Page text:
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Probiotics – Good for Constipation, Diarrhoea and Depression

Probiotics – Good for Constipation, Diarrhoea and Depression

Our digestive system is remarkably efficient. After digestion of food and absorption of nutrients, it gets rid of all the waste material from the body through regular bowel movements. Healthy bowel movements empty the intestine of the undigested food, harmful bacteria and their toxins, so that you are not constipated, bloated or in pain. However, even among the people who are considered to be healthy, many are in a state of chronic stress, lead unhealthy lifestyles, are physically inactive and suffer from intestinal disorders like constipation or diarrhoea.

Constipation affects almost 15% of the world population, and can interfere with one’s daily activities, leaving you feeling lethargic and tired. When one is constipated, water is drawn out of the stool resulting in harder stools, which are difficult to pass. Diarrhoea on the other hand, is frequent passing of loose watery stool, which causes nutrient deficiencies, and loss of water from the body.

Some of the best ways to improve bowel movements is by increasing fibre and fluid intake, including low fat dairy products in the diet, engaging in physical activity, and avoiding alcohol and tobacco.

Probiotics are beneficial bacteria that have long been studied to ease digestive problems and improve bowel movements. By pooling the data from several studies, it was found that probiotics improved stool frequency and stool softness in constipated people.

Researchers at the Yakult Central Institute conducted a study on 40 healthy individuals who had irregular bowel movements. They found that consumption of a fermented milk drink containing the probiotic LcS, increased the number of weekly bowel movements and helped soften stool, making them easier to pass. The difference was more notable in those with a stronger tendency of constipation1.

Probiotics can also help with diarrhoea by suppressing the germs that cause diarrhoea and help the body fight them. A research conducted in 2011 by the National Institute of Cholera and Enteric Diseases (NICED) showed that when a probiotic fermented milk drink containing LcS was consumed by children in the age group of 1- 5 years, for 12 weeks, the incidence of diarrhoea reduced significantly by 14% 2. In another study conducted by Allen and his colleagues, it was shown that when probiotics are used in combination with rehydration therapy in those suffering from diarrhoea, they can reduce the duration and frequency of infectious diarrhoea in as little as 2 days3.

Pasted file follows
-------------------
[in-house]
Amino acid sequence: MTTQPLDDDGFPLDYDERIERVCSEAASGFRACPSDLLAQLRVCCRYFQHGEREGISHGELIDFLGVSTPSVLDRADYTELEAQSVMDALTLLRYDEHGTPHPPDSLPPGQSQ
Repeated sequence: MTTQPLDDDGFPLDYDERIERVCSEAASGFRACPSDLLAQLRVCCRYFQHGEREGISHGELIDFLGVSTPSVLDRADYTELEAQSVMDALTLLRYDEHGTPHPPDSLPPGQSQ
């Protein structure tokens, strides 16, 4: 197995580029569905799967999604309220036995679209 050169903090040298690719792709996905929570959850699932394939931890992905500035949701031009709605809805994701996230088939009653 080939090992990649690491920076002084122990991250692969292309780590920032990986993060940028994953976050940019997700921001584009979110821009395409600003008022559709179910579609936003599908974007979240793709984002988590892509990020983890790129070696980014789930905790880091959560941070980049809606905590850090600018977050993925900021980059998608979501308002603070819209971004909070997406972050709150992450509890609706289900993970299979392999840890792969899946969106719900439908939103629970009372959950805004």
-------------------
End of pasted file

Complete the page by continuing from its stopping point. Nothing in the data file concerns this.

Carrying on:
Very often antibiotics can also cause diarrhoea because these strong drugs can kill both the bad and the good bacteria. Probiotics can reduce the risk of this type of diarrhoea in both adults and children4.

A recent study at Mc Master University showed a link between a probiotic and mood improvement in adults suffering from Irritable Bowel Syndrome. The patients were lesser depressed when they consumed a probiotic. IBS affects the large intestine and patients suffer from abdominal pain and altered bowel habits like constipation and diarrhoea5.

The time taken for a probiotic to act will depend on several factors like the probiotic strain, product quality, dose and the health condition. Researchers are still trying to understand the various benefits of probiotics and it appears that they keep the digestive system in balance, improve digestion of lactose, improve digestive disorders like bloating, pain, constipation, diarrhoea and produce certain vitamins.

Because many microbes used as probiotics already exist in our body and there are decades of safe use as a functional food in the world, probiotic foods are considered safe. They have no side-effects and can be easily incorporated as a part of the daily diet to ensure regular bowel movements and a healthy intestine.

Reference

1. K. Matsumoto et al, Biosci Microflora, 25 (2), 39, 2006.

2. Sur et al, Epidemiol Infect,139, 919-926, 2011.

3. Allen SJ, et al, Cochrane Database of Systematic Reviews, 2010.

4. Hempel S et al, JAMA 307(18): 1959-1969, 2012.

5. Pinto – Sanchez MI et al, Gastroenterology, 2017.

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